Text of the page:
Construction of this remarkable site began in 1782, to mark the founding of the new capital and provide a resting place for the sacred Emerald Buddha (Phra Kaeo) and a residence for the king. Surrounded by walls stretching for 2,080 yards (1,900 m), the complex was once a self-sufficient city within a city. The royal family now lives in Dusit, but Wat Phra Kaeo is still Thailand’s holiest temple – visitors must cover their knees and heels before entering.
Bot of the Emerald Buddha
Devotees make offerings to the Emerald Buddha at the entrance to the bot, the most important building in the wat.
Extending clockwise all the way around the cloisters are 178 panels depicting the complete story of the Ramakien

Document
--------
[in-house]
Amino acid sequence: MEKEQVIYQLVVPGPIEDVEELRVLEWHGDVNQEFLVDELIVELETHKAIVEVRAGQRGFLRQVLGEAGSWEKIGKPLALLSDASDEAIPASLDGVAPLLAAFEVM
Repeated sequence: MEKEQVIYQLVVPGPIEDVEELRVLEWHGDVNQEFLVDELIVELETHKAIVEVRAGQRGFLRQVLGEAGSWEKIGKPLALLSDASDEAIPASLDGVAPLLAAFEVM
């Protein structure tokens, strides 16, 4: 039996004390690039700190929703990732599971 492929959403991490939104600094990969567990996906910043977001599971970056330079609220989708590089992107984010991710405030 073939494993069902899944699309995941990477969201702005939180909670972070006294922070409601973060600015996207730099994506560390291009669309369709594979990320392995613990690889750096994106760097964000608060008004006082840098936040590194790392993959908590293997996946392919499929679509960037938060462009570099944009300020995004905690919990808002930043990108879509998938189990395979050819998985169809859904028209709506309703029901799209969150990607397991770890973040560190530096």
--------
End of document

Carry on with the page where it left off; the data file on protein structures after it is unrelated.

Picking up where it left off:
Decorative Gilt Figures
Encircling the exterior of the bot are 112 garudas (mythical beasts that are half-man, half-bird). They are shown holding nagas (serpents) and are typical of the wat’s dazzling decorative details.
Wat Phra Kaeo
Wat Phra Kaeo (shown here) is a sub complex within the greater Grand Palace complex. The temple is Thailand’s holiest shrine, but unlike other Thai wats, has no resident monks.